About the Author

Sir Ernst Gombrich's (1909 2001) standing in the world of art and his popularity with experts and a vast general readership alike remain unrivalled. His books have been translated into more than twenty languages and many titles have become classics. Ernst Gombrich was born in Vienna and came to England in 1936. He spent the larger part of his working life at the University of London's Warburg Institute, where he was Director from 1959 until his retirement in 1976. His 'retirement' saw the publication of numerous books, reviews and articles, and the conferring of many international honours, including a knighthood and the Order of Merit. In 1994 the city of Frankfurt awarded him the Goethe Prize. His bestselling book The Story of Art, first published over fifty years ago, continues to delight and inform students of art around the world. Professor Gombrich's books are models of good art-historical writing, and reflect his deep and abiding concern with the standards and values of our cultural heritage.

Reviews

Phaidon Press has produced a much-improved edition of Sir Ernst Gombrich's classic narrative study of art history, which was first published in 1950. Among the many competing introductory texts‘the central monuments of which are H.W. Janson's History of Art (Prentice, 1986. 4th. ed.) and Helen Gardner's Art Through the Ages (4th ed. o.p.)‘Gombrich's venerable work has inhabited a unique niche, having been created specifically for newcomers to art. As his title indicates, he presents the whole of art history as a chronological narrative. Gombrich's voice is lively, opinionated, and almost conversational, yet his erudition shines through to make a book that is both accessible and informative. His premise, that the love of art, not the love of history, is the appropriate basis for its study is communicated directly with his irrepressible enthusiasm for certain masters and his passionate exasperation with 20th century nonobjective artists. While much of the text is unchanged, the format has been completely redesigned with vastly expanded illustrations, improved captions, better charts and an excellent index. This book belongs on every art-lover's bedside table, and even those libraries owning an earlier edition would not regret adding this refinement of an already first-rate work.‘Douglas F. Smith, Oakland P.L., Cal.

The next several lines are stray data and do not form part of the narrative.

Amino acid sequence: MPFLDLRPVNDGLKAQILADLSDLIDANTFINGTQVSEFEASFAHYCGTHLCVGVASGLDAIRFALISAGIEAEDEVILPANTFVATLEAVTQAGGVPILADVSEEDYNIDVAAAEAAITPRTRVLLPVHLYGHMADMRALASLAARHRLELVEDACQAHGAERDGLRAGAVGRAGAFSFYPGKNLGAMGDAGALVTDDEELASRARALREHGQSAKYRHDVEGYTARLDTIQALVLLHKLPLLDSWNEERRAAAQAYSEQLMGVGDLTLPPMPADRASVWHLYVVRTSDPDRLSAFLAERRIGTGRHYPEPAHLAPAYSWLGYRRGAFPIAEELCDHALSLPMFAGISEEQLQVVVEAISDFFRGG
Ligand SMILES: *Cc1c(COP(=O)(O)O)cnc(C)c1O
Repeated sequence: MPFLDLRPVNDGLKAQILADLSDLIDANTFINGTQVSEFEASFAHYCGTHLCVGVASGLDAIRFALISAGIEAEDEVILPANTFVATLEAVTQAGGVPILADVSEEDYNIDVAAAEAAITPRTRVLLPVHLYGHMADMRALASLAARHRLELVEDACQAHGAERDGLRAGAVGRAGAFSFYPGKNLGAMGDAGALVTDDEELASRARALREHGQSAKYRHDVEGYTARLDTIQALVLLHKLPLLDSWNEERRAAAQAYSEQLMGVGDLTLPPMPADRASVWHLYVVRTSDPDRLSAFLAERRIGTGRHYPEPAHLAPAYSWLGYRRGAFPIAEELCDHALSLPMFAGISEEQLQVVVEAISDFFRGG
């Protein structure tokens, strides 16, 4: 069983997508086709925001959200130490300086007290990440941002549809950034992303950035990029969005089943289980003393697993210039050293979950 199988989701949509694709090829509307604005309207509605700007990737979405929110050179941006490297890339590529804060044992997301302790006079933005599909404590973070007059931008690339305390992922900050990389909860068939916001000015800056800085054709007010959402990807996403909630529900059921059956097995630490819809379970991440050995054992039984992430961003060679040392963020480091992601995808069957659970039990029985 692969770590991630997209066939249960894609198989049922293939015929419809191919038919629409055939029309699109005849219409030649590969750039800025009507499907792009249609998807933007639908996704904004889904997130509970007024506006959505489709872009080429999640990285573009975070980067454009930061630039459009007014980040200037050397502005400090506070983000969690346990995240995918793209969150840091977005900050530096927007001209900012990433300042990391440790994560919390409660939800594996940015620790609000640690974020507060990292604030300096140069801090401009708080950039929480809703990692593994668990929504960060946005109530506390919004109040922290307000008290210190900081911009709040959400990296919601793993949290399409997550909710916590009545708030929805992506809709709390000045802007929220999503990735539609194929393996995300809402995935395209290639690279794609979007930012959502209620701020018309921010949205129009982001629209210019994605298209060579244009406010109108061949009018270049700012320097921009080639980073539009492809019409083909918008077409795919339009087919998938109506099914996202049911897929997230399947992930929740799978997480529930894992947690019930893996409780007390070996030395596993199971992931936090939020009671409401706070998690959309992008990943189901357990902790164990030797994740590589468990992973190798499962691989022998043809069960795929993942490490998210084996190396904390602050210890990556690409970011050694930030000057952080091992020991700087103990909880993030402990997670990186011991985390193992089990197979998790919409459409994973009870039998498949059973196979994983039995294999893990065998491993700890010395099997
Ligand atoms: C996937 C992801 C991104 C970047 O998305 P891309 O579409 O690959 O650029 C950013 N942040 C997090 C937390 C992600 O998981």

'This is a book which, widely read as it will certainly be, may well affect the thought of a generation. Gombrich writes conversationally and intimately. His learning, though very perceptible to any student of the subject, is worn lightly, but he has something new to say on almost every subject. He can illuminate with a few words the whole atmosphere of a period.' T J Boase, Times Literary Supplement, reviewing the 1st edition, 27 January 1950 'The country's bestselling book on art, never out of print, still in demand (and not just by students) and one of the few "gift books" that actually gets read. The work is not so simplistic as the title implies, but it is this very title that rendered the book enormously attractive in 1950 to a new sort of book buyer: the self-educator. This field was set to grow, publishers eagerly wooing punters into buying the one big book on every impossibly massive but key subject. But with Gombrich, art was all sewn up.' The Times